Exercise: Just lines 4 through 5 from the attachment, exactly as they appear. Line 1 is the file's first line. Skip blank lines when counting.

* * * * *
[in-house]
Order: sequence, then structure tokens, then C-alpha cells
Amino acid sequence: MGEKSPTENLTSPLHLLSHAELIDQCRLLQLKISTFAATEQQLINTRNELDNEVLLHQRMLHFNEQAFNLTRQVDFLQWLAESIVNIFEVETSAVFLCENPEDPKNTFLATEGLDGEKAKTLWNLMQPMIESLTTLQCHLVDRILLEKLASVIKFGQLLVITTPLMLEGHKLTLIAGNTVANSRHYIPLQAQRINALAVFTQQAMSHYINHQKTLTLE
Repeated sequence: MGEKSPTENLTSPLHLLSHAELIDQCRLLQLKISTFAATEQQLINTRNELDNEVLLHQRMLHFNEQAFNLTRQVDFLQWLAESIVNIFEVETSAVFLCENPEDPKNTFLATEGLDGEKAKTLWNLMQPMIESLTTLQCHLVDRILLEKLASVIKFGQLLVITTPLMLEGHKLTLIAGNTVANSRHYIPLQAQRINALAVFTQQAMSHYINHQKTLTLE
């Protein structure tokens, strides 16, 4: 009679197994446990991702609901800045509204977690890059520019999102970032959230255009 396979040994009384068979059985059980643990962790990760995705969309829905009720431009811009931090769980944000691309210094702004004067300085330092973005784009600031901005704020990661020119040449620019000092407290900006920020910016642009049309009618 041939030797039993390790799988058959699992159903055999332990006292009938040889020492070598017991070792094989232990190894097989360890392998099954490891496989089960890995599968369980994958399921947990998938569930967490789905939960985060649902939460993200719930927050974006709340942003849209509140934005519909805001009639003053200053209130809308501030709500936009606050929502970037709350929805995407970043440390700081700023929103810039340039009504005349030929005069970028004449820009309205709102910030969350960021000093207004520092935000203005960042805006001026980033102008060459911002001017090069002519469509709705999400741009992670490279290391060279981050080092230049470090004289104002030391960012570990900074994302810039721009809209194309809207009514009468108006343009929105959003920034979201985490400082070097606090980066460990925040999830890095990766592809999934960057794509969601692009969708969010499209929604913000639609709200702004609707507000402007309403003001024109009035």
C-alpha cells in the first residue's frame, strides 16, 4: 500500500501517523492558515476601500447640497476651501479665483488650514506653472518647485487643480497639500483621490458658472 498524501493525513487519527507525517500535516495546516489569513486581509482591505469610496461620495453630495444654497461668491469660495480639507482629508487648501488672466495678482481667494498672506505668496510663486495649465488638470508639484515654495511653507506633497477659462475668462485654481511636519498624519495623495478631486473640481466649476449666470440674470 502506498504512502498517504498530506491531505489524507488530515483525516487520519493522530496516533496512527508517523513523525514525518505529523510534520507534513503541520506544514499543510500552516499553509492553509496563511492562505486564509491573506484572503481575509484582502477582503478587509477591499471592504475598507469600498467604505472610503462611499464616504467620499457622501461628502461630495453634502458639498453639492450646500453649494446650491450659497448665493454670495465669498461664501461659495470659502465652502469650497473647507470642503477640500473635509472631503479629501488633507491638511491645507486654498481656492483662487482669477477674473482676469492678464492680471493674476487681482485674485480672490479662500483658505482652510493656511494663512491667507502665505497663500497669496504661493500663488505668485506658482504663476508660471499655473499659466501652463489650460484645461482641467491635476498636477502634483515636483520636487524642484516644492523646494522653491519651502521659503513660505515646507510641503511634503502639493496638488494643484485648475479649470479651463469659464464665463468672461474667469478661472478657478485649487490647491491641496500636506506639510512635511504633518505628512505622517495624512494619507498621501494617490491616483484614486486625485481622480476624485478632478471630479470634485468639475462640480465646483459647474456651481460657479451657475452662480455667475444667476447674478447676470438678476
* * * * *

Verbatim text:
Repeated sequence: MGEKSPTENLTSPLHLLSHAELIDQCRLLQLKISTFAATEQQLINTRNELDNEVLLHQRMLHFNEQAFNLTRQVDFLQWLAESIVNIFEVETSAVFLCENPEDPKNTFLATEGLDGEKAKTLWNLMQPMIESLTTLQCHLVDRILLEKLASVIKFGQLLVITTPLMLEGHKLTLIAGNTVANSRHYIPLQAQRINALAVFTQQAMSHYINHQKTLTLE
């Protein structure tokens, strides 16, 4: 009679197994446990991702609901800045509204977690890059520019999102970032959230255009 396979040994009384068979059985059980643990962790990760995705969309829905009720431009811009931090769980944000691309210094702004004067300085330092973005784009600031901005704020990661020119040449620019000092407290900006920020910016642009049309009618 041939030797039993390790799988058959699992159903055999332990006292009938040889020492070598017991070792094989232990190894097989360890392998099954490891496989089960890995599968369980994958399921947990998938569930967490789905939960985060649902939460993200719930927050974006709340942003849209509140934005519909805001009639003053200053209130809308501030709500936009606050929502970037709350929805995407970043440390700081700023929103810039340039009504005349030929005069970028004449820009309205709102910030969350960021000093207004520092935000203005960042805006001026980033102008060459911002001017090069002519469509709705999400741009992670490279290391060279981050080092230049470090004289104002030391960012570990900074994302810039721009809209194309809207009514009468108006343009929105959003920034979201985490400082070097606090980066460990925040999830890095990766592809999934960057794509969601692009969708969010499209929604913000639609709200702004609707507000402007309403003001024109009035």